The deceased is then taken to the cemetery for burial (al-dafin). While all members of the community attend the funeral prayers, only the men of the community accompany the body to the gravesite.
It is preferred for a Muslim to be buried where he or she died, and not be transported to another location or country (which may cause delays or require embalming the body).
If available, a cemetery (or section of one) set aside for Muslims is preferred. The deceased is laid in the grave (without a coffin if permitted by local law) on his or her right side, facing Mecca.
At the gravesite, it is discouraged for people to erect tombstones, elaborate markers, or put flowers or other momentos. Rather, one should humbly pray for the deceased.
Loved ones and relatives are to observe a three-day mourning period.
Mourning is observed in Islam by increased devotion, receiving visitors/condolences, and avoiding decorative clothing and jewelry.
Widows observe an extended mourning period (iddah) of four months and ten days in length, in accordance with the Qur’an 2:234.
During this time, the widow is not to remarry, move from her home, or wear decorative clothing or jewelry.
When one dies, everything in this earthly life is left behind, and there are no more opportunities to perform acts of righteousness and faith.
The Prophet Muhammad once said that there are three things, however, which may continue to benefit a person after death: charity given during life which continues to help others, knowledge from which people continue to benefit, and a righteous child who prays for him or her. (Source: Learn Religions)
Funeral Rites in Christianity
Christians believe that dying is the end of a person’s life on earth, but that the soul lives on in an afterlife. An attendee of a Christian funeral should therefore expect an abundance of prayer and references to Heaven.
Traditionally, Christian funerals serve to reflect on the righteousness of the life that has ended. This provides the family with hope that their loved one’s soul will go to Heaven. In that way, praying for the deceased is meant to be comforting to the family.
At the same time, it is meant to be inspirational to the Christian community at large. The message is one of hope: live a righteous life without sin and you will live in Heaven in the afterlife.
It is not required that everyone in attendance share those beliefs, but it is expected that everyone will be respectful of the Christian traditions during the funeral and burial.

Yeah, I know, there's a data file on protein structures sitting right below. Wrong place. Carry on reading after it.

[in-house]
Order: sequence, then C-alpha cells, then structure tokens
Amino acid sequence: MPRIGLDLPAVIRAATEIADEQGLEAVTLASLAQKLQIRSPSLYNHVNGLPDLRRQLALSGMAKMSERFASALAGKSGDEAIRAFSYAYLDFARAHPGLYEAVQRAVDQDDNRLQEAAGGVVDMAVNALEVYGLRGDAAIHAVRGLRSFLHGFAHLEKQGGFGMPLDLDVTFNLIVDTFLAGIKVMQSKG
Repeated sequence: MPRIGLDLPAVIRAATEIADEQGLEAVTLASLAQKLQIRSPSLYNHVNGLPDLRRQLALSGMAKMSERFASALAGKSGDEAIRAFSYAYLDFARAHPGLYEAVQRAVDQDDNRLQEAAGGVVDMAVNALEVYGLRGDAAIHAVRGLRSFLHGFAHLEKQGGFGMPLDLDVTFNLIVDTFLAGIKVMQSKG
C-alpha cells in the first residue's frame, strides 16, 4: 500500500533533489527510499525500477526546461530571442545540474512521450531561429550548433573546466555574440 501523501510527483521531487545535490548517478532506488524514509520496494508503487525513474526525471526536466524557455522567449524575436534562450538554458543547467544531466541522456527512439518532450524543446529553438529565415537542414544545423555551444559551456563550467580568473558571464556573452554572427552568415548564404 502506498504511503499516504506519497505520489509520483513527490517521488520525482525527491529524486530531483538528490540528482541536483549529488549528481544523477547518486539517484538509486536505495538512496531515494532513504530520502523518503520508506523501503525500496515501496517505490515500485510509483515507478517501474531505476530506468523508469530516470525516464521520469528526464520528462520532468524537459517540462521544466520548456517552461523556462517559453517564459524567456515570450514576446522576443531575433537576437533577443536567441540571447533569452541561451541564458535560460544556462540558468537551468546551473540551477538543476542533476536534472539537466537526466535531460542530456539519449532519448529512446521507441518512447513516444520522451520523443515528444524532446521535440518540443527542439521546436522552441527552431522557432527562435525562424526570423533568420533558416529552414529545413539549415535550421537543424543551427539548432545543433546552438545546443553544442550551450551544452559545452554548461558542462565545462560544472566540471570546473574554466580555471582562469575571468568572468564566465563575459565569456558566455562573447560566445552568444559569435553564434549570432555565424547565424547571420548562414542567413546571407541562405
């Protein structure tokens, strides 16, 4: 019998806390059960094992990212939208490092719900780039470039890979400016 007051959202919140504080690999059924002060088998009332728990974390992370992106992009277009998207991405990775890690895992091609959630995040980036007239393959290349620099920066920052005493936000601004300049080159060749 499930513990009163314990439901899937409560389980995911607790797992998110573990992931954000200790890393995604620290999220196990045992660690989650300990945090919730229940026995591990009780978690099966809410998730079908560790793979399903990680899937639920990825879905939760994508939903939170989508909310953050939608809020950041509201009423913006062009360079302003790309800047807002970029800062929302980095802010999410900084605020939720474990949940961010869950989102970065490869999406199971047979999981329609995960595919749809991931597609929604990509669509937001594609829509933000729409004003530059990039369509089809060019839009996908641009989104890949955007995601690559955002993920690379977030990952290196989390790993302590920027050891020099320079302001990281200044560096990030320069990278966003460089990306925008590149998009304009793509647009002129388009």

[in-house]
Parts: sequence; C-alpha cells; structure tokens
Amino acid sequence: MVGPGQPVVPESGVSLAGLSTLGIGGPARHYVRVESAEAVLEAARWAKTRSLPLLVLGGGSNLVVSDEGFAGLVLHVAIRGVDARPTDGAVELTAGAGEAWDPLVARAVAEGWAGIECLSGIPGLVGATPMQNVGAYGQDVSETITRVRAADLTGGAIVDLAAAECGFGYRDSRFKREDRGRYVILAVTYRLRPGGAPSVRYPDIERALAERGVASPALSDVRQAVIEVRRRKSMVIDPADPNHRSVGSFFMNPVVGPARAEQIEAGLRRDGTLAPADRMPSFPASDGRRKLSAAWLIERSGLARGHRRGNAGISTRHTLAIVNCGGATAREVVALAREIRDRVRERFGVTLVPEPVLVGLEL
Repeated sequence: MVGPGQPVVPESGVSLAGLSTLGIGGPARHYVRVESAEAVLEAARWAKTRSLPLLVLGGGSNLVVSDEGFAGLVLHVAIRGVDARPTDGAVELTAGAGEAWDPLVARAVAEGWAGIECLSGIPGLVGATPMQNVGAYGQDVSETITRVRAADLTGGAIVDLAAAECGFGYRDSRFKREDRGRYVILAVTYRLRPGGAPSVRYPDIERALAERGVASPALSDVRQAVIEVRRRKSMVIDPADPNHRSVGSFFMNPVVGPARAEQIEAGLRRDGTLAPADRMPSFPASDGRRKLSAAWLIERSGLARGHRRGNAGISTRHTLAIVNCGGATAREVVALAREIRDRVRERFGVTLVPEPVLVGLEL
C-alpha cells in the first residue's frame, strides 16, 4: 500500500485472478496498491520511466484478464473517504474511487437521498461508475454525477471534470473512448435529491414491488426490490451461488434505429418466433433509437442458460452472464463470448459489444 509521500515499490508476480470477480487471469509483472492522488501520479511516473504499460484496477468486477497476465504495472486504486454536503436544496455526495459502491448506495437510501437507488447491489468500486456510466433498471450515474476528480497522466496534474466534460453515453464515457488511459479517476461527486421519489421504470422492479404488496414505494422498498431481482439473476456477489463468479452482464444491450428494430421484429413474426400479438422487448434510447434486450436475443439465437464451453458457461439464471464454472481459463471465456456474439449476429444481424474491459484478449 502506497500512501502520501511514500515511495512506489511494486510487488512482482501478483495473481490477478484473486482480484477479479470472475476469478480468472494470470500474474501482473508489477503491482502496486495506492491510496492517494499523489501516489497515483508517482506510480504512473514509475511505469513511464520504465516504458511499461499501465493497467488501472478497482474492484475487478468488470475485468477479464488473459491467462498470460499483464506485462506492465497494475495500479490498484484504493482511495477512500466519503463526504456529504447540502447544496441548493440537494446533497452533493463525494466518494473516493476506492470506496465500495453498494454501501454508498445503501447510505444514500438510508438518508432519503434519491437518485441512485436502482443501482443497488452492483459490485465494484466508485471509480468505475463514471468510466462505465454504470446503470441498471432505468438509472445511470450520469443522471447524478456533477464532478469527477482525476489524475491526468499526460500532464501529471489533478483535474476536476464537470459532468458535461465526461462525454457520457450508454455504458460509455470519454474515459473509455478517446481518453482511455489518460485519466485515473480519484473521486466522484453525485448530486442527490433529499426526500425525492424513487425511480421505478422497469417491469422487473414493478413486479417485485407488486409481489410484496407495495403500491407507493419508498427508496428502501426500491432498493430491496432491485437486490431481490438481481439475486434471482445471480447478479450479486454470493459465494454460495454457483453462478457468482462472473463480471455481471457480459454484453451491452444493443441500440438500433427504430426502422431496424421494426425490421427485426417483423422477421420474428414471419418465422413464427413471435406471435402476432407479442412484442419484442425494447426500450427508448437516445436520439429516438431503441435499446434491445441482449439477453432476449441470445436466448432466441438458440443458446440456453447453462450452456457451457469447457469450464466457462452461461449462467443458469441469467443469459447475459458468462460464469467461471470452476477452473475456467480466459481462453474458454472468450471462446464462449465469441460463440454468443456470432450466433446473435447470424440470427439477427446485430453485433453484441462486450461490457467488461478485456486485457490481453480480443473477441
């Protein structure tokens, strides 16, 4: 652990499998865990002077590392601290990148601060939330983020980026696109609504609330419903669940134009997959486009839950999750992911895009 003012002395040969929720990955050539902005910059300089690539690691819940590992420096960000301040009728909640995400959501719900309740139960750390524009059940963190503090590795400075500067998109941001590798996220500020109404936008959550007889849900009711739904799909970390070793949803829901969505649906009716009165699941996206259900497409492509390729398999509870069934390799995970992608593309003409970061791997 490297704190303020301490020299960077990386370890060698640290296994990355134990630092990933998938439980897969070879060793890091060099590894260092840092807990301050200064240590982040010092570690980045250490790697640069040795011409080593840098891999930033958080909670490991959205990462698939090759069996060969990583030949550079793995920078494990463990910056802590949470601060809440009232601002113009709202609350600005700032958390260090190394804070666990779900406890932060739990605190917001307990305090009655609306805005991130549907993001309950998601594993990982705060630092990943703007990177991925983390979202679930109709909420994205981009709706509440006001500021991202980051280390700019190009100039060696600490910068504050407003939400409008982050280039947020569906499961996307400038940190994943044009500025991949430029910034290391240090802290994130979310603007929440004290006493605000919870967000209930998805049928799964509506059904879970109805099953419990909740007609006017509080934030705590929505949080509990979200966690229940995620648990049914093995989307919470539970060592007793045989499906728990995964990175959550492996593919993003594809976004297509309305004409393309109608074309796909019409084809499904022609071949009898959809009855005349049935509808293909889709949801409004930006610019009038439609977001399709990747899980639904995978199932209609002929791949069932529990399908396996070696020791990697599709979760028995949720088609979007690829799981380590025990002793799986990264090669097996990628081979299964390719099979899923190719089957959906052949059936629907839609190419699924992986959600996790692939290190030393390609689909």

The funeral is typically held about one week after the time of death. There may also be a wake or viewing, depending on the family’s preferences.
The Christian funeral does not provide a platform for informal exchanges between mourners. Instead, it’s customary for friends and family to attend the wake or viewing in order to say goodbye and to offer condolences to the family at this time.
Funerals are usually held in a church and led by a minister or a priest. The service may also be followed by the burial, which usually includes a short graveside service.
Christian burial traditions allow for embalming, so attendees of the viewing before the funeral may have an opportunity to say goodbye to the deceased, if the viewing is open-casket.
At the funeral, you should expect:
The service to open with prayer, readings, and a sermon.
Remembrances by minister and/or pre-selected family and friends who read aloud from verses, poems, or stories they have prepared ahead of time.
More prayers and a moment of silent reflection.
Closing words from the minister, which serve to officially hand over the soul to God.
Hymns may also be sung by everyone in attendance, who can sing along using hymnals provided by the church.
If cremation has been chosen, there may be a cremation urn, which is a special container for the loved one’s ashes, in place of or in addition to the casket.
Burial flowers may be sent to the church via a florist who can help make the appropriate selections. Some families may indicate they’d prefer donations to a particular charity in lieu of flowers, so check first.
The funeral service is led by an officiant (usually a minister), prayers and hymns are uttered communally, and much of the service is spent listening to the minister or quietly reflecting to oneself.
Funeral etiquette at a Christian service dictates that guests—even if they are not Christian—are encouraged to read and sing along. It’s not required, of course, but it’s encouraged out of respect for the family. (Source: burialplanning.com)